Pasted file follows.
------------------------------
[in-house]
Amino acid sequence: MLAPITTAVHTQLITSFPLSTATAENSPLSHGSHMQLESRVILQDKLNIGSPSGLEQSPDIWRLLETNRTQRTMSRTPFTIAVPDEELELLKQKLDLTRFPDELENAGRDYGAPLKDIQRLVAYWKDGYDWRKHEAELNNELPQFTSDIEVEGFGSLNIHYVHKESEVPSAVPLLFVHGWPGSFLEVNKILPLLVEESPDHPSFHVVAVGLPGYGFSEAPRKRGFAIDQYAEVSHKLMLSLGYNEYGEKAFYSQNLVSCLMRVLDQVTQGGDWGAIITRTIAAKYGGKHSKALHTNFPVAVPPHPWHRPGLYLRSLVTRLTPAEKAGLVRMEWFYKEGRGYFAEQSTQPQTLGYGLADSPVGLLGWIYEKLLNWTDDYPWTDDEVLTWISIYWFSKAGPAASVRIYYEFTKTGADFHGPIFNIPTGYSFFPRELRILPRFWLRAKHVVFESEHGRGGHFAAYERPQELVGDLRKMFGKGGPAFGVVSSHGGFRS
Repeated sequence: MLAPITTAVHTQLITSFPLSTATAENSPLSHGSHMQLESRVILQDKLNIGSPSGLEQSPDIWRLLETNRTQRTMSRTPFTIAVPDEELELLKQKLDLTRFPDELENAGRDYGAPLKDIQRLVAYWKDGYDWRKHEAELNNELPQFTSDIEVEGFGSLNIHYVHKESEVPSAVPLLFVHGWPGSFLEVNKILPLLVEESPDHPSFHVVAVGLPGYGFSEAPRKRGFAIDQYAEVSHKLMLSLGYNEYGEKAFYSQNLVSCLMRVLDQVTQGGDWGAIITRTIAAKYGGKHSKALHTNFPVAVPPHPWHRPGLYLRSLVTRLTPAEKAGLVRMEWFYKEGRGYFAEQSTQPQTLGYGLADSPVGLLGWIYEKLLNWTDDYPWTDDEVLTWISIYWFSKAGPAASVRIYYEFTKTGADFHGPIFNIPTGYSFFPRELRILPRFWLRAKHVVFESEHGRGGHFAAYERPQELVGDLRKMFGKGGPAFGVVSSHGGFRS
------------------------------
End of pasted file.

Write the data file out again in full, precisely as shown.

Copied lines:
[in-house]
Amino acid sequence: MLAPITTAVHTQLITSFPLSTATAENSPLSHGSHMQLESRVILQDKLNIGSPSGLEQSPDIWRLLETNRTQRTMSRTPFTIAVPDEELELLKQKLDLTRFPDELENAGRDYGAPLKDIQRLVAYWKDGYDWRKHEAELNNELPQFTSDIEVEGFGSLNIHYVHKESEVPSAVPLLFVHGWPGSFLEVNKILPLLVEESPDHPSFHVVAVGLPGYGFSEAPRKRGFAIDQYAEVSHKLMLSLGYNEYGEKAFYSQNLVSCLMRVLDQVTQGGDWGAIITRTIAAKYGGKHSKALHTNFPVAVPPHPWHRPGLYLRSLVTRLTPAEKAGLVRMEWFYKEGRGYFAEQSTQPQTLGYGLADSPVGLLGWIYEKLLNWTDDYPWTDDEVLTWISIYWFSKAGPAASVRIYYEFTKTGADFHGPIFNIPTGYSFFPRELRILPRFWLRAKHVVFESEHGRGGHFAAYERPQELVGDLRKMFGKGGPAFGVVSSHGGFRS
Repeated sequence: MLAPITTAVHTQLITSFPLSTATAENSPLSHGSHMQLESRVILQDKLNIGSPSGLEQSPDIWRLLETNRTQRTMSRTPFTIAVPDEELELLKQKLDLTRFPDELENAGRDYGAPLKDIQRLVAYWKDGYDWRKHEAELNNELPQFTSDIEVEGFGSLNIHYVHKESEVPSAVPLLFVHGWPGSFLEVNKILPLLVEESPDHPSFHVVAVGLPGYGFSEAPRKRGFAIDQYAEVSHKLMLSLGYNEYGEKAFYSQNLVSCLMRVLDQVTQGGDWGAIITRTIAAKYGGKHSKALHTNFPVAVPPHPWHRPGLYLRSLVTRLTPAEKAGLVRMEWFYKEGRGYFAEQSTQPQTLGYGLADSPVGLLGWIYEKLLNWTDDYPWTDDEVLTWISIYWFSKAGPAASVRIYYEFTKTGADFHGPIFNIPTGYSFFPRELRILPRFWLRAKHVVFESEHGRGGHFAAYERPQELVGDLRKMFGKGGPAFGVVSSHGGFRS